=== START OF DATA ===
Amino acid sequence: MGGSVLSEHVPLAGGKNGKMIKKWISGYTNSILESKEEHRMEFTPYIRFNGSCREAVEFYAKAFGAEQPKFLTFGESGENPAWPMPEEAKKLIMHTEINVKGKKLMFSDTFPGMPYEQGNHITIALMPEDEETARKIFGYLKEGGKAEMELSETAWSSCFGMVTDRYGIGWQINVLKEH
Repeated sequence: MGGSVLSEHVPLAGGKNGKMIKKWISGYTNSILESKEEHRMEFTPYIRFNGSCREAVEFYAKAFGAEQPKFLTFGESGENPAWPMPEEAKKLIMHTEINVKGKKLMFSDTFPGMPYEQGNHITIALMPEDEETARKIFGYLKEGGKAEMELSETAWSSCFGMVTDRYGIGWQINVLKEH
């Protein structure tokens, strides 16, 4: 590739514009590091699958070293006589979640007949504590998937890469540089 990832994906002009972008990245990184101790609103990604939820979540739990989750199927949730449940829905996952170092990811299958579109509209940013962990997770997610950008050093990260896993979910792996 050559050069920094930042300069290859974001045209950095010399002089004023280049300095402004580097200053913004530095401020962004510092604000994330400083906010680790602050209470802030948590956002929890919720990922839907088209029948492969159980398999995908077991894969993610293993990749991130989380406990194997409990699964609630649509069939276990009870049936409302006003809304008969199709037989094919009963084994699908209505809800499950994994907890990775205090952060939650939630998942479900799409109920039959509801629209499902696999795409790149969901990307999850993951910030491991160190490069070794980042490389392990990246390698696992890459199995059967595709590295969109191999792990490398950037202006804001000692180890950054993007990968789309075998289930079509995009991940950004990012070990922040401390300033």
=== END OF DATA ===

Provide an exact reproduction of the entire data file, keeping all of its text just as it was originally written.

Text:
Amino acid sequence: MGGSVLSEHVPLAGGKNGKMIKKWISGYTNSILESKEEHRMEFTPYIRFNGSCREAVEFYAKAFGAEQPKFLTFGESGENPAWPMPEEAKKLIMHTEINVKGKKLMFSDTFPGMPYEQGNHITIALMPEDEETARKIFGYLKEGGKAEMELSETAWSSCFGMVTDRYGIGWQINVLKEH
Repeated sequence: MGGSVLSEHVPLAGGKNGKMIKKWISGYTNSILESKEEHRMEFTPYIRFNGSCREAVEFYAKAFGAEQPKFLTFGESGENPAWPMPEEAKKLIMHTEINVKGKKLMFSDTFPGMPYEQGNHITIALMPEDEETARKIFGYLKEGGKAEMELSETAWSSCFGMVTDRYGIGWQINVLKEH
């Protein structure tokens, strides 16, 4: 590739514009590091699958070293006589979640007949504590998937890469540089 990832994906002009972008990245990184101790609103990604939820979540739990989750199927949730449940829905996952170092990811299958579109509209940013962990997770997610950008050093990260896993979910792996 050559050069920094930042300069290859974001045209950095010399002089004023280049300095402004580097200053913004530095401020962004510092604000994330400083906010680790602050209470802030948590956002929890919720990922839907088209029948492969159980398999995908077991894969993610293993990749991130989380406990194997409990699964609630649509069939276990009870049936409302006003809304008969199709037989094919009963084994699908209505809800499950994994907890990775205090952060939650939630998942479900799409109920039959509801629209499902696999795409790149969901990307999850993951910030491991160190490069070794980042490389392990990246390698696992890459199995059967595709590295969109191999792990490398950037202006804001000692180890950054993007990968789309075998289930079509995009991940950004990012070990922040401390300033």